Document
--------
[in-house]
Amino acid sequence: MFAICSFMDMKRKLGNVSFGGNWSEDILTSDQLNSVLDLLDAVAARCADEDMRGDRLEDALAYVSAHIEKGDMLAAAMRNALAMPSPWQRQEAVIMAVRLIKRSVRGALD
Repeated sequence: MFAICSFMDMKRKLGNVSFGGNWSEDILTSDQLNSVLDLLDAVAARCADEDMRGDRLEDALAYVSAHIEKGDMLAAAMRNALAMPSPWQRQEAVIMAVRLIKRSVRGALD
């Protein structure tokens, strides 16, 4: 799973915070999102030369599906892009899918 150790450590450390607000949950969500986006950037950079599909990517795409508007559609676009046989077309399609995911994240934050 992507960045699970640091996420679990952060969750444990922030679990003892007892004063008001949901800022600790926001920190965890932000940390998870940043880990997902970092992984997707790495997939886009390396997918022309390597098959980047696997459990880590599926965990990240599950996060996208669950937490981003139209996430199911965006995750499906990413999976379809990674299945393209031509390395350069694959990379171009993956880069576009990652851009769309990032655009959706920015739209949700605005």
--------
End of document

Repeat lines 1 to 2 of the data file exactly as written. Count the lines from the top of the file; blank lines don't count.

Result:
[in-house]
Amino acid sequence: MFAICSFMDMKRKLGNVSFGGNWSEDILTSDQLNSVLDLLDAVAARCADEDMRGDRLEDALAYVSAHIEKGDMLAAAMRNALAMPSPWQRQEAVIMAVRLIKRSVRGALD